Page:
Flushed with success: Adelaide firm makes first certified-flushable wipes

In a world-first, South Australian wet wipes manufacturer The Hygiene Co has gained certification that its flushable wipes are actually flushable.

Corey White and Phil Scardigno

The Hygiene Co co-founders Corey White and Phil Scardigno. Photo: David Simmons/InDaily.

Under a new joint Australian and New Zealand standard recognised by Standards Australia, a local manufacturer of wet wipes has officially proven its flushable wipes are just that.

Amid recent news that Adelaide suburbs are still having sewers blocked by un-flushable wet wipes, The Hygiene Co hopes SA residents will cotton on to their products that break down in water when agitated.

Made at Woodville North, the flushable wipes are part of the company’s stable of eco-friendly wet wipes. While not all are flushable, the remainder of its CleanLIFE-branded wipes are plastic-free and created to break down over time.

They’re also award-winning, with the company last week receiving a Good Design Award Winner Accolade in the Social Impact category for its wipes’ positive impact on the environment.

The business was co-founded by Phil Scardigno and Corey White and was a pivot from the former founder’s waterproofing products business Gripset done during the COVID-19 pandemic.

The pair transformed the Gripset plant into a medical-grade wipes manufacturing facility and have been pumping out wipes for nearly a year now.

Scardigno hopes the certification will set CleanLIFE’s wipes apart from non-flushable, imported competitors.

“We’re trying to work with the water authorities to make sure that the certification is something that the big companies like Sorbent and Kleenex – because they’ve got a flushable wipe – are meeting as well,” he said.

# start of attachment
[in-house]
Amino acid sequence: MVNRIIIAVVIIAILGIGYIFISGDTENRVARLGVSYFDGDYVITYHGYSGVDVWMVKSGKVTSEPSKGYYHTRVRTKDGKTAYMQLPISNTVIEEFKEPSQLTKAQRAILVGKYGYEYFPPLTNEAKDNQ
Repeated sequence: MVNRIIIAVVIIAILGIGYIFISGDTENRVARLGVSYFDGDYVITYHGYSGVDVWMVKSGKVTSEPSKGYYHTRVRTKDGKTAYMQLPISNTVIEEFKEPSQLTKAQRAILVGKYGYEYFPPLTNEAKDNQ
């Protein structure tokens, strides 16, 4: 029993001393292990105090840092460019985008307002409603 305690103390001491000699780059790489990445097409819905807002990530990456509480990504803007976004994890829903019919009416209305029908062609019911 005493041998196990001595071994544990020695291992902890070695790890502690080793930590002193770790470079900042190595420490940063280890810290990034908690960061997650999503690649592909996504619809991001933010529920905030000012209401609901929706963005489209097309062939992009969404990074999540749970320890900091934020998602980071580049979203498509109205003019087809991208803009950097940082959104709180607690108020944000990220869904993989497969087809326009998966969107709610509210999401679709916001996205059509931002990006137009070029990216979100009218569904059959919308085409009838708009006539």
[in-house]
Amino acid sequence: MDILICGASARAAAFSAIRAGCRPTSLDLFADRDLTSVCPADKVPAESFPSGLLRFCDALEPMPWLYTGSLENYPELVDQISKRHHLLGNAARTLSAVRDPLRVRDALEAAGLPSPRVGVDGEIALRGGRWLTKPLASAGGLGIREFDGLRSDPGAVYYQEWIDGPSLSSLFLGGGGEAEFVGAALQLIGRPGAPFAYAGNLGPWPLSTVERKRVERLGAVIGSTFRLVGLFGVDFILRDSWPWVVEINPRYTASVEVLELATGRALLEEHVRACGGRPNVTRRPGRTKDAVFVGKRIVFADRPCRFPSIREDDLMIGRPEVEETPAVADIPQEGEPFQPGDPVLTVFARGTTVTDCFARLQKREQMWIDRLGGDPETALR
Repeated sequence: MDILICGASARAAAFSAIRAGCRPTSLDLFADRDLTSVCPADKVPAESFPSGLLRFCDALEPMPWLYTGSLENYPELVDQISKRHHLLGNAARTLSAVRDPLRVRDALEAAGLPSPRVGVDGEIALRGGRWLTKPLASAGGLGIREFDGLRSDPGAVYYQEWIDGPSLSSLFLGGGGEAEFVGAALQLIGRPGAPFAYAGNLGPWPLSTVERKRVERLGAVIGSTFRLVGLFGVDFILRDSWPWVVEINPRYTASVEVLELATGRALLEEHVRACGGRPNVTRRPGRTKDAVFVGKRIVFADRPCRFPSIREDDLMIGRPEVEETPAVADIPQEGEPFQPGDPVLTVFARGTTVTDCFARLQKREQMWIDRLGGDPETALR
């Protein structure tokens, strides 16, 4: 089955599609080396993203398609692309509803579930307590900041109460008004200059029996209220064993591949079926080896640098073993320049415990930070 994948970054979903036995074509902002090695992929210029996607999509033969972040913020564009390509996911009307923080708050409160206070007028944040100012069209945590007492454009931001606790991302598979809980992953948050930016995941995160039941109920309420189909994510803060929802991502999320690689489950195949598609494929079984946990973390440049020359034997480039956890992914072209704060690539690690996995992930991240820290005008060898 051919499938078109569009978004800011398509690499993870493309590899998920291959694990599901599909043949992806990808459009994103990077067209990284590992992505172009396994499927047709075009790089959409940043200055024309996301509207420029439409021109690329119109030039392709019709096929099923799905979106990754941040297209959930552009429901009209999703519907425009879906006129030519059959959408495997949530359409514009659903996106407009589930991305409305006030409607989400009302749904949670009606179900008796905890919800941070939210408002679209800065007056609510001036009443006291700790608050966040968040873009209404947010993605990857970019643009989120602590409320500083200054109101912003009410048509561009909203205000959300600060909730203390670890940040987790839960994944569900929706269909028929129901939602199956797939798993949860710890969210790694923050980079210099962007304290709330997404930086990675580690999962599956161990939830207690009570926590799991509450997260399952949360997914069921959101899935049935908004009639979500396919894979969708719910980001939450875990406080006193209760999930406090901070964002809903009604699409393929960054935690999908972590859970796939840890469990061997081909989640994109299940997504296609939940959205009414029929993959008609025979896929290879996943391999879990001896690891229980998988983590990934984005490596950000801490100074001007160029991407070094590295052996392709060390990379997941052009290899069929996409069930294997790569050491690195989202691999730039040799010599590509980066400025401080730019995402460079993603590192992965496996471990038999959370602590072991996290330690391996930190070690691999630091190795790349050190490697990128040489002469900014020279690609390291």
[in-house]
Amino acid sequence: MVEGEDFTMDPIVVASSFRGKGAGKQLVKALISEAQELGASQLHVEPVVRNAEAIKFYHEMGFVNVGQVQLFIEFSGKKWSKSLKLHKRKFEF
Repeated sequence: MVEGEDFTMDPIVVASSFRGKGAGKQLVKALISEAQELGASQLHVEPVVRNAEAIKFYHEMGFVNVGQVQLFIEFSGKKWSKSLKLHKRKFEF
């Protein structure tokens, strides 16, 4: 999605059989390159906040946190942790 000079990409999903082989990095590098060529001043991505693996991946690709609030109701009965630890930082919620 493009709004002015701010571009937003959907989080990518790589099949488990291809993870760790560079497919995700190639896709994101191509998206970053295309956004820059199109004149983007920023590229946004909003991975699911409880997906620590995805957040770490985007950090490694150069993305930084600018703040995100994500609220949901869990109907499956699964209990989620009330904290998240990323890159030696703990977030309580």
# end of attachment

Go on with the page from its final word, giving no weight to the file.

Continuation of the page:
“Because what that does is it prevents cheap imports making claims that they meet Australian standards, because we’ve got to be certified to it and there’s a certification process which they’ll issue with a specific logo.”

Kimberly Clark Australia also makes flushable wipes which meet the new standard.

The Hygiene Co rolls of paper

Photo: David Simmons/InDaily.

InDaily visited The Hygiene Co’s manufacturing site last month, where the co-founders demonstrated how their flushable wipe breaks down. Made with wood pulp, the wipes fall apart in water but are sturdy enough to remain intact prior to being flushed.

“The standard is a great thing that has been introduced because SA Water has shared with us that things like sanitary nappies are often found blowing up pipes and obviously wipes are in there which creates fatbergs,” Scardigno said.

“But if you’ve got a standard that’s met then you avoid that concern because it’s regulated by the water authorities.”

The co-founders explained that the process to receive the certification was extensive, and involved assessment of the wipes by a third-party auditor “so there’s no doubt that you have a product that meets the requirements”.

“It changes now how retailers ethically source product, because if you know that you that you’ve got a flushable wipe that’s met the standard, you’re not putting something on the shelf that potentially could create an issue,” Scardigno said.

“Flushable opens up the door for a lot of applications – we’re bringing out a toilet cleaning wipe, we’ve got personal hygiene, feminine hygiene – it makes sense if you’ve got a product that you can flush because not many people walk out the toilet and put it in the bin.